KATHMANDU, Feb 19: Confusion over whether or not to initiate investigations into Raj Narayan Pathak, who resigned as a commissioner of the Commission for Investigation of Abuse of Authority last week, has been cleared with the Office of the Attorney General, the apex legal advisory body to the government, advising the anti-graft watchdog go ahead with such a probe. Pathak had resigned from the CIAA rather then face impeachment over allegations of involvement in a multi-million rupee bribery case.
A team of legal experts led by Attorney General Agni Kharel on Monday advised the CIAA to go ahead and establish Pathak's culpability in the corruption case. Confused over the legal basis for investigating and suing its own commissioner , the CIAA had turned to the OAG for legal advice Monday morning.
The legal team from OAG suggested to the CIAA that under existing provisions of the constitution and anti-corruption law, it can arrest Pathak and investigate the allegations of bribery . The team cited Article 239 (2) of the constitution and Article 39 (2) of the CIAA Act-2002 the OAG .
The legal advice to go ahead with the investigations was given within hours after the anti-graft body sought the legal opinion .
“The CIAA had sought our legal opinion regarding the probe into Pathak's case. We have advised them to go ahead with the probe as both the constitution and other law clearly empower it to do so,” said an official at the OAG.
After receiving the go-ahead advice from OAG, CIAA officials are now consulting how to initiate the investigations. “We are discussing our next move,” said the CIAA official.
Article 239 (2) of the constitution states that the CIAA can conduct or cause to be conducted investigations into any person who can be removed from office through a motion of impeachment. “In the case of persons who can be removed from office by passing a motion of impeachment under Article 101, of judges who can be removed by the Judicial Council, and persons who are liable to action under the Army Act, investigations can be conducted or cause to be conducted in accordance with federal law even after such persons have been removed from office,” states the article.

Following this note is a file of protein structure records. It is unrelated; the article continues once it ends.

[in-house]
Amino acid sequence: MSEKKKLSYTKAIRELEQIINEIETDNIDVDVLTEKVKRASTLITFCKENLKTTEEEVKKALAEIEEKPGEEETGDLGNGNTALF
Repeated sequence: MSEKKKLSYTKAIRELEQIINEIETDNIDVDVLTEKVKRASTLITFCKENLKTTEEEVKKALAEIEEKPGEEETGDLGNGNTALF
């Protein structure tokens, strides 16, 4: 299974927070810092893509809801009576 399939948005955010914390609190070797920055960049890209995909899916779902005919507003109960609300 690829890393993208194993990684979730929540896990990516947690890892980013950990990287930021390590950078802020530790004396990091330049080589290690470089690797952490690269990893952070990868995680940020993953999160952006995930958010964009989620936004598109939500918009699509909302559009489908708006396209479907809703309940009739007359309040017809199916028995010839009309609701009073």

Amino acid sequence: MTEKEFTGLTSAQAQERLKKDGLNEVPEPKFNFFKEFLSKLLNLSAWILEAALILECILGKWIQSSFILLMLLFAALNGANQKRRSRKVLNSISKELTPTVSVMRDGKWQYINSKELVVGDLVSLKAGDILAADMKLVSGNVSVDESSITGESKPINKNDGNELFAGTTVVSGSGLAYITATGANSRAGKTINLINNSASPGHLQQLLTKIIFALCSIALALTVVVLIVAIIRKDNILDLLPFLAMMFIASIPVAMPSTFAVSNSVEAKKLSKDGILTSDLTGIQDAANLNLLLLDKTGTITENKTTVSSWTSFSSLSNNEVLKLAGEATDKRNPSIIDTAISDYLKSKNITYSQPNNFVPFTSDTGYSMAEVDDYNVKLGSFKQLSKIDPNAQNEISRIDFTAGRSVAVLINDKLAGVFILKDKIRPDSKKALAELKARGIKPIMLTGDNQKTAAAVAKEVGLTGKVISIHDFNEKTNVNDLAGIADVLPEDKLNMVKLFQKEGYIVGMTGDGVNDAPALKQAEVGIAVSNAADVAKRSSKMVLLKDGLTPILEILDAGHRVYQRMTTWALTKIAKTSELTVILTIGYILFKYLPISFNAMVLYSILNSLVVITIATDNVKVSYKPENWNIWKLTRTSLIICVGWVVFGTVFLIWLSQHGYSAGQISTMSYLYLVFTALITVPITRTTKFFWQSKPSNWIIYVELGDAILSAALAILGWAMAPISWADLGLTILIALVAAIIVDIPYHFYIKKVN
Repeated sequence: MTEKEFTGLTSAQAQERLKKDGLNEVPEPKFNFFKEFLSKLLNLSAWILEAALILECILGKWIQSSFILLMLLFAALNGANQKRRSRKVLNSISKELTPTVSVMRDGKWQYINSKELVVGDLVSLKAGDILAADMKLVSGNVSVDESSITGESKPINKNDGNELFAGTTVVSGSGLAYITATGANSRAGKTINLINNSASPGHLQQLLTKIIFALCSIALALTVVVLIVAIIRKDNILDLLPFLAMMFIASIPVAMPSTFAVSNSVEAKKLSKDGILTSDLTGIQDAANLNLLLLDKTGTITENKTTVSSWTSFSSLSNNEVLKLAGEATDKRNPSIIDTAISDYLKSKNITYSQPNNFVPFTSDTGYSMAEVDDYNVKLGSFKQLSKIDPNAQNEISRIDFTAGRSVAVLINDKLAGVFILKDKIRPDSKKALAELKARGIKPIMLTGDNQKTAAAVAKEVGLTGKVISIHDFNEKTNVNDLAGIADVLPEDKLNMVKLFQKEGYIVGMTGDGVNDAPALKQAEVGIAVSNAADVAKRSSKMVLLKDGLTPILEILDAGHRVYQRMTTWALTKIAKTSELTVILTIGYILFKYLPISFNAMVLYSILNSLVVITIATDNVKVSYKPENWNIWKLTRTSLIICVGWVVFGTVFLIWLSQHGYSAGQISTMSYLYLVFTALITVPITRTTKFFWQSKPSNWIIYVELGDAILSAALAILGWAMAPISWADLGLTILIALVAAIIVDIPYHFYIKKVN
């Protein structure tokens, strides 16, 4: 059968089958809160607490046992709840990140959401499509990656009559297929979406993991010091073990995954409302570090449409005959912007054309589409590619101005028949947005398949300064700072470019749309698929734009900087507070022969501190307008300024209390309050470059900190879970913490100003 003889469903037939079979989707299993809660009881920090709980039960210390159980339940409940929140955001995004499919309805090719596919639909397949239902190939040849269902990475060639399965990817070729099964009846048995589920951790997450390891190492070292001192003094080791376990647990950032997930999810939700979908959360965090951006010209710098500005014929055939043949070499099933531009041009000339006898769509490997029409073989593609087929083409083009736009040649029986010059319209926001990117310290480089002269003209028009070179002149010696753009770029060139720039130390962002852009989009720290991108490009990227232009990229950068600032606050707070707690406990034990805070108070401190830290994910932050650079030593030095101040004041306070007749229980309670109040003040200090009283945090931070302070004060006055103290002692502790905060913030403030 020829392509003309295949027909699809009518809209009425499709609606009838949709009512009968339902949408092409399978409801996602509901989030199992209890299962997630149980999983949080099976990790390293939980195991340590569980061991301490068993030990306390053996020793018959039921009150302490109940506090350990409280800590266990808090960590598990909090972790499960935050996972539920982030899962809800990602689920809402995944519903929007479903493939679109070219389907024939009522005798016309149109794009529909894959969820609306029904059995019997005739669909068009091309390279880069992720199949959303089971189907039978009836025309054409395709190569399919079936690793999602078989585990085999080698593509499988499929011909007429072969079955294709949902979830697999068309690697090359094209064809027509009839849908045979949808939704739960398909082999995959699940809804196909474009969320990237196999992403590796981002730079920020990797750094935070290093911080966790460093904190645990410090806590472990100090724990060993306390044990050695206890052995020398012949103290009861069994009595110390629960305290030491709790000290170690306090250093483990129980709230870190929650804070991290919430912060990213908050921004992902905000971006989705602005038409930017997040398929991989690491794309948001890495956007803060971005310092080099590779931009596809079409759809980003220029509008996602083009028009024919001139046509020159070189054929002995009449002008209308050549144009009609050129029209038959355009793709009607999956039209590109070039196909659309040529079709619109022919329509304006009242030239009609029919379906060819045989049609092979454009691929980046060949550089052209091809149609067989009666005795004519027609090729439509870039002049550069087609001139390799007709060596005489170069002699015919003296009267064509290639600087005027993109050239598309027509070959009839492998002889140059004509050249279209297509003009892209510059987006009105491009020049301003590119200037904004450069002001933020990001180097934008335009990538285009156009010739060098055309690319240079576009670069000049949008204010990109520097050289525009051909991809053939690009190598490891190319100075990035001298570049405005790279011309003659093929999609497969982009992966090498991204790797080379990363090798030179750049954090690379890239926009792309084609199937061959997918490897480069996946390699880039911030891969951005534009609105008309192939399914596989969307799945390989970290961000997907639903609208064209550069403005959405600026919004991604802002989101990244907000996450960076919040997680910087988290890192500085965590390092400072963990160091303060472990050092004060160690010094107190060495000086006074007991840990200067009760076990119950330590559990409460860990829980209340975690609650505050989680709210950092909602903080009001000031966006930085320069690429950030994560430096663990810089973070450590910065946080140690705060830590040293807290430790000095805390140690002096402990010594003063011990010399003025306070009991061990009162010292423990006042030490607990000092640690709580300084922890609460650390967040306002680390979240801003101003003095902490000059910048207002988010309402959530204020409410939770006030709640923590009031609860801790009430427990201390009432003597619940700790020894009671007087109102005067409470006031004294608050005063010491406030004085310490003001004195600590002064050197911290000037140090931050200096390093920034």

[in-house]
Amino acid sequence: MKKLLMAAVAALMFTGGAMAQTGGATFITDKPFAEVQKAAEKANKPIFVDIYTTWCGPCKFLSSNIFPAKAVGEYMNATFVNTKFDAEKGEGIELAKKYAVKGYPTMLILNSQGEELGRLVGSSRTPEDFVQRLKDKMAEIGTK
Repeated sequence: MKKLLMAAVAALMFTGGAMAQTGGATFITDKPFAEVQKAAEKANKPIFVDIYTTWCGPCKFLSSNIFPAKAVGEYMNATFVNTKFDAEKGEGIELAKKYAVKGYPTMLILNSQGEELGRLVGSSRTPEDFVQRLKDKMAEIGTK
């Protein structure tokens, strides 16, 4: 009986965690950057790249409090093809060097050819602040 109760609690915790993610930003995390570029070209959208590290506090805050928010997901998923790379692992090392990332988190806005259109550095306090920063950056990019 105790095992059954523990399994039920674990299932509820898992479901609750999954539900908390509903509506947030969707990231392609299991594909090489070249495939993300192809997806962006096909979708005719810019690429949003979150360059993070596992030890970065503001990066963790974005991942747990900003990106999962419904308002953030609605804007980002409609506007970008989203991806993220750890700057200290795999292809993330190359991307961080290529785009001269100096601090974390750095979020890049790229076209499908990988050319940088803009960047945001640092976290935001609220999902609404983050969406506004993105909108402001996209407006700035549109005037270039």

The OAG mentioned that the CIAA can investigate its own officer(s) deputed by it in connection with some inquiry or investigations if it receives information that abuse of authority is being committed or is going to be committed by said officer(s), and that under such circumstances it is in fact incumbent upon the CIAA to intervene forthwith .
“In the case of an investigation officer deputed from the Commission in connection with inquiry and investigations, the said officer has to intervene immediately upon receiving information that abuse of authority is being committed or is going to be committed, and he may exercise the powers of arrest, search and seizure and other powers conferred by these rules,” states Article 39 (1) of the CIAA Act.Also, the CIAA Act-2002 mandates the anti-graft body to take a decision on its own when if it finds that any corruption or improper act has been committed in matters other than those mentioned in a complaint. “The Commission may conduct investigations in matters not mentioned in the complaint and may take a decision whether or not to file case or take or not to take action on the basis of the said investigation,” states Article 39 (2) of the Act.
Pathak, who was assigned to look over corruption cases related to the education sector, had reportedly received Rs 7.8 million from the chief of the Nepal Engineering College management committee in return for favoring him in a row over college ownership.
Incidently, Pathak allegedly reneged on the promise and also refused to return the bribe money.
Pathak resigned as CIAA commissioner after audio and video clips incriminating him were leaked to media and subsequently went viral on social media .